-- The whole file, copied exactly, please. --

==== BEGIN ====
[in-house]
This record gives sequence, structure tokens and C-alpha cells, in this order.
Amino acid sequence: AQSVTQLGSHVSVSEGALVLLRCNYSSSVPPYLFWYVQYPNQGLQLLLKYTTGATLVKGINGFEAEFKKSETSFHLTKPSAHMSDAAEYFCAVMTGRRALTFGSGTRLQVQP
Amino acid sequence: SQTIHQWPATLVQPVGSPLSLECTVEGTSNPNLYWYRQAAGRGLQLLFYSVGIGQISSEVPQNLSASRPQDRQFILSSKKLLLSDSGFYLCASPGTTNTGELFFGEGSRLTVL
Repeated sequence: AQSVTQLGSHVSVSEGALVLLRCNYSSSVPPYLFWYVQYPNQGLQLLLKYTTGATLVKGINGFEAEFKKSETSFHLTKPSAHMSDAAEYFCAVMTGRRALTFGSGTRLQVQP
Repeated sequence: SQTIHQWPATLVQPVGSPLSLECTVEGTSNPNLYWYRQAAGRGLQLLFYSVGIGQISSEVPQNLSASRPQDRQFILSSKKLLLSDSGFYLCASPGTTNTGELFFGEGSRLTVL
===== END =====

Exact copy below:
[in-house]
This record gives sequence, structure tokens and C-alpha cells, in this order.
Amino acid sequence: AQSVTQLGSHVSVSEGALVLLRCNYSSSVPPYLFWYVQYPNQGLQLLLKYTTGATLVKGINGFEAEFKKSETSFHLTKPSAHMSDAAEYFCAVMTGRRALTFGSGTRLQVQP
Amino acid sequence: SQTIHQWPATLVQPVGSPLSLECTVEGTSNPNLYWYRQAAGRGLQLLFYSVGIGQISSEVPQNLSASRPQDRQFILSSKKLLLSDSGFYLCASPGTTNTGELFFGEGSRLTVL
Repeated sequence: AQSVTQLGSHVSVSEGALVLLRCNYSSSVPPYLFWYVQYPNQGLQLLLKYTTGATLVKGINGFEAEFKKSETSFHLTKPSAHMSDAAEYFCAVMTGRRALTFGSGTRLQVQP
Repeated sequence: SQTIHQWPATLVQPVGSPLSLECTVEGTSNPNLYWYRQAAGRGLQLLFYSVGIGQISSEVPQNLSASRPQDRQFILSSKKLLLSDSGFYLCASPGTTNTGELFFGEGSRLTVL